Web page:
RICHMOND, Va. - Participants in a faith-based program for Richmond City Jail inmates with substance abuse problems had an 18 percent lower recidivism rate than other prisoners, a researcher said Monday.
Sarah Scarbrough also said at a news conference that the Kingdom Life Ministries/Men in Recovery program saved taxpayers nearly $8 million over the four-year course of her study. She said her findings suggest that officials should seek more opportunities to join with private organizations to rehabilitate inmates rather than rely on less effective and more expensive government programs.
"The savings would be unimaginable," she said.
Scarbrough studied the program's effectiveness for her doctoral dissertation at Virginia Commonwealth University. It's a peer-to-peer program, led by prisoners who have dealt with their own drug or alcohol addictions. The spiritually based program, serving about 120 inmates on any given day, incorporates the principles of Alcoholics Anonymous and Narcotics Anonymous along with group meetings.
"This is a place where real people reside with real issues," said William C. Bosher, the VCU public policy professor who chaired Scarbrough's dissertation.
He said the Richmond jail program "has had remarkable results for human beings who find their way here, but still have a life ahead of them."
Scarbrough said that peer-based programs to reduce recidivism are widely used in some states but are relatively new in Virginia. She added that one feature that sets the Men in Recovery program apart from others is that it offers housing and other transition services, like helping participants find employment and transportation, after they are released from jail.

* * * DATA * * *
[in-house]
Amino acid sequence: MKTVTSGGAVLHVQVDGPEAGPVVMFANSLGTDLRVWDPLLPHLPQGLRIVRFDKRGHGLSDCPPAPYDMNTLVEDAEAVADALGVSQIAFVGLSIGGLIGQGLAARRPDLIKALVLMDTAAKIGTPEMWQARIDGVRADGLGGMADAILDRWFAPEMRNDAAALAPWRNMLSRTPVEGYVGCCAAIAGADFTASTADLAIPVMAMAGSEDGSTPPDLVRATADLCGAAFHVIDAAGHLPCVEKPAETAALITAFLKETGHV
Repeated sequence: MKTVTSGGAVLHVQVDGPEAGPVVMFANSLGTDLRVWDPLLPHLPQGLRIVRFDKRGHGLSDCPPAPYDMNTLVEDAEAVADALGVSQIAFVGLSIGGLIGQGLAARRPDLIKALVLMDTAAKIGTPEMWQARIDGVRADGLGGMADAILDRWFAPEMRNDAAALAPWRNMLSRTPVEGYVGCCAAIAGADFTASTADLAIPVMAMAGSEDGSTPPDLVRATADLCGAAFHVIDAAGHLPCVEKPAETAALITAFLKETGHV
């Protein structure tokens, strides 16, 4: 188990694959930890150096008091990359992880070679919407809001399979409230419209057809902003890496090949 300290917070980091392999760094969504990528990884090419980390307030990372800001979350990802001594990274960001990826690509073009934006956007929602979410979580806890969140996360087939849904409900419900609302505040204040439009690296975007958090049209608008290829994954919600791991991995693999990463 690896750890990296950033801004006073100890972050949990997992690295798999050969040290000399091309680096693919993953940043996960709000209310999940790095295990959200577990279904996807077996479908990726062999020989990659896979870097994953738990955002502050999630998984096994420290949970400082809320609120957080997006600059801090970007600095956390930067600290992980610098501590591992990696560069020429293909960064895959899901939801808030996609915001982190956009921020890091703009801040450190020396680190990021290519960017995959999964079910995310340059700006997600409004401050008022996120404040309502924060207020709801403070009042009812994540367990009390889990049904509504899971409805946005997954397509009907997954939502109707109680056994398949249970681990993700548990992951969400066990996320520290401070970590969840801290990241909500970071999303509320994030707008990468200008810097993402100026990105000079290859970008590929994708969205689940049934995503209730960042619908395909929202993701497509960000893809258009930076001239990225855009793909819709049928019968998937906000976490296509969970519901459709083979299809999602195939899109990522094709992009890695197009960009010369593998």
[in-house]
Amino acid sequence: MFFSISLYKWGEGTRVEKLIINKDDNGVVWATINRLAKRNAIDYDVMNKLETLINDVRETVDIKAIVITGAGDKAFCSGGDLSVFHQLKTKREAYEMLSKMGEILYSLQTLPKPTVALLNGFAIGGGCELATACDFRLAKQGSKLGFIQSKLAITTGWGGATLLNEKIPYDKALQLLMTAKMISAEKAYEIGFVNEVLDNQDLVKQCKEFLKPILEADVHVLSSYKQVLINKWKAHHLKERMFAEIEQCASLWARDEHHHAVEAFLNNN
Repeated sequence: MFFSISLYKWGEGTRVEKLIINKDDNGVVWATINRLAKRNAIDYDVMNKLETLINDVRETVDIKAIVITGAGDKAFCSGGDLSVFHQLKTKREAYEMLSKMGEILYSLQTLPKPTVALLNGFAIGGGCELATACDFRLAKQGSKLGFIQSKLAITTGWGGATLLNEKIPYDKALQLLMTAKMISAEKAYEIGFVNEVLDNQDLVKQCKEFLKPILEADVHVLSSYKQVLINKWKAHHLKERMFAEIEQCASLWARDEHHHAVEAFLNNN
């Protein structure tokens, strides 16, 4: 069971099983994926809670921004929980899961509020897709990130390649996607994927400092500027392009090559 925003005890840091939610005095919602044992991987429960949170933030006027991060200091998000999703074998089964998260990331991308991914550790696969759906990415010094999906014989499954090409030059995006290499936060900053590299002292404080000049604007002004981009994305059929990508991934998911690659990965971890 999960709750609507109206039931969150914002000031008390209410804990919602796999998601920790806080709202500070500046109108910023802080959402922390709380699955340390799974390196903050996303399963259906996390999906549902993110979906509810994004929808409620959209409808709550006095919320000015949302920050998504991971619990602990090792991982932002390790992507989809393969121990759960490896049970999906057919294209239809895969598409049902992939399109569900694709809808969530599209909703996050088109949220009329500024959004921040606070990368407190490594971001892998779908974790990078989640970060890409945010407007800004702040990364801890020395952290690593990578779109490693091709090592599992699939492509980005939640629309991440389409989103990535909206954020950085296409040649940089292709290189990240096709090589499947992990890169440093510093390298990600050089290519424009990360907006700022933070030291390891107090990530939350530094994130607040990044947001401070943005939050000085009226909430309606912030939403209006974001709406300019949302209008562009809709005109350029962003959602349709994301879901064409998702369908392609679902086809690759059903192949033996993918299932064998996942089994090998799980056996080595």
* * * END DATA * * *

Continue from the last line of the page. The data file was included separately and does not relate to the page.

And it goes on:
Officials looking to replicate the success of the Richmond jail program should include those post-release services as a component, Scarbrough said. She said a "best practices model" also would be peer-based; would include an assessment of the inmate's needs immediately upon confinement; and should be rigorous so prisoners "don't have time to sit around and figure out how to become a better criminal."
Those elements should all be included, she said, because they have been proven to work.
"Lawmakers and policymakers should act on research and not slogans like `get tough on crime,'" Scarbrough said.
The Richmond jail program, founded by the McShin Foundation, began in 2008 in the facility's most violent tier, where fights sent an average of 10 inmates per month to emergency rooms. Since the program began, Scarbrough said, there has not been a single fight requiring a trip to the ER _ a savings of about $840,000 in addition to the $7.1 million saved by reducing the recidivism rate among participants to 34 percent.
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